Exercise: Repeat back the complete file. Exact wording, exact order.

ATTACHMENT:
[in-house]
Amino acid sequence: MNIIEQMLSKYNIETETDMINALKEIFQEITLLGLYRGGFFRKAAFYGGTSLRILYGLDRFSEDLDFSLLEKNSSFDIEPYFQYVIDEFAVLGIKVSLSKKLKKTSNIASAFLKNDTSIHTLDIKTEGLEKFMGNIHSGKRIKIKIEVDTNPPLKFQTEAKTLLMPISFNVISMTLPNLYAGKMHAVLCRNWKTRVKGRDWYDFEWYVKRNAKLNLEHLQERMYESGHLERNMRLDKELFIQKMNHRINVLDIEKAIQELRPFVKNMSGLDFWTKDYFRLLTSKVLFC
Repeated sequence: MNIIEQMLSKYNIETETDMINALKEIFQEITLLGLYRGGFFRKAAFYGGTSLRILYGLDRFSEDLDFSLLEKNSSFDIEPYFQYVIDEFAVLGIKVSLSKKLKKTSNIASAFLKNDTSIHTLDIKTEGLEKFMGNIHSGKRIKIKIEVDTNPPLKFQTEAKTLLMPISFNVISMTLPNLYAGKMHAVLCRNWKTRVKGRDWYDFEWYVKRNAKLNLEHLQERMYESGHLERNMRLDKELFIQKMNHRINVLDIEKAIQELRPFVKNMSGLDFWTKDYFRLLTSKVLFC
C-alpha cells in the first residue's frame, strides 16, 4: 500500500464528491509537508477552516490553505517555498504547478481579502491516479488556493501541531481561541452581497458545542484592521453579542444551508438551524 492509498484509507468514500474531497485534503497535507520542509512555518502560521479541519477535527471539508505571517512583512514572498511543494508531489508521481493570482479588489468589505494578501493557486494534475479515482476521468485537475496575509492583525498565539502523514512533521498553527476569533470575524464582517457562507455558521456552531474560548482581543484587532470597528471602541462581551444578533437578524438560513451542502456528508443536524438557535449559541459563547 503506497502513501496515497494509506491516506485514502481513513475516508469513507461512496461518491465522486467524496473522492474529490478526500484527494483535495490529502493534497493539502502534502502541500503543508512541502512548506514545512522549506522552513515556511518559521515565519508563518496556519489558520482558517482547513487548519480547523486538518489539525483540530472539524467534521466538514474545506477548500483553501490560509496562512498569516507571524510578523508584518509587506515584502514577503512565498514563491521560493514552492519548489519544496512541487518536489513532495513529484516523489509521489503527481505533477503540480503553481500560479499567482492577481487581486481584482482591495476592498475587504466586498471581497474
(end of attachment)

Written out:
[in-house]
Amino acid sequence: MNIIEQMLSKYNIETETDMINALKEIFQEITLLGLYRGGFFRKAAFYGGTSLRILYGLDRFSEDLDFSLLEKNSSFDIEPYFQYVIDEFAVLGIKVSLSKKLKKTSNIASAFLKNDTSIHTLDIKTEGLEKFMGNIHSGKRIKIKIEVDTNPPLKFQTEAKTLLMPISFNVISMTLPNLYAGKMHAVLCRNWKTRVKGRDWYDFEWYVKRNAKLNLEHLQERMYESGHLERNMRLDKELFIQKMNHRINVLDIEKAIQELRPFVKNMSGLDFWTKDYFRLLTSKVLFC
Repeated sequence: MNIIEQMLSKYNIETETDMINALKEIFQEITLLGLYRGGFFRKAAFYGGTSLRILYGLDRFSEDLDFSLLEKNSSFDIEPYFQYVIDEFAVLGIKVSLSKKLKKTSNIASAFLKNDTSIHTLDIKTEGLEKFMGNIHSGKRIKIKIEVDTNPPLKFQTEAKTLLMPISFNVISMTLPNLYAGKMHAVLCRNWKTRVKGRDWYDFEWYVKRNAKLNLEHLQERMYESGHLERNMRLDKELFIQKMNHRINVLDIEKAIQELRPFVKNMSGLDFWTKDYFRLLTSKVLFC
C-alpha cells in the first residue's frame, strides 16, 4: 500500500464528491509537508477552516490553505517555498504547478481579502491516479488556493501541531481561541452581497458545542484592521453579542444551508438551524 492509498484509507468514500474531497485534503497535507520542509512555518502560521479541519477535527471539508505571517512583512514572498511543494508531489508521481493570482479588489468589505494578501493557486494534475479515482476521468485537475496575509492583525498565539502523514512533521498553527476569533470575524464582517457562507455558521456552531474560548482581543484587532470597528471602541462581551444578533437578524438560513451542502456528508443536524438557535449559541459563547 503506497502513501496515497494509506491516506485514502481513513475516508469513507461512496461518491465522486467524496473522492474529490478526500484527494483535495490529502493534497493539502502534502502541500503543508512541502512548506514545512522549506522552513515556511518559521515565519508563518496556519489558520482558517482547513487548519480547523486538518489539525483540530472539524467534521466538514474545506477548500483553501490560509496562512498569516507571524510578523508584518509587506515584502514577503512565498514563491521560493514552492519548489519544496512541487518536489513532495513529484516523489509521489503527481505533477503540480503553481500560479499567482492577481487581486481584482482591495476592498475587504466586498471581497474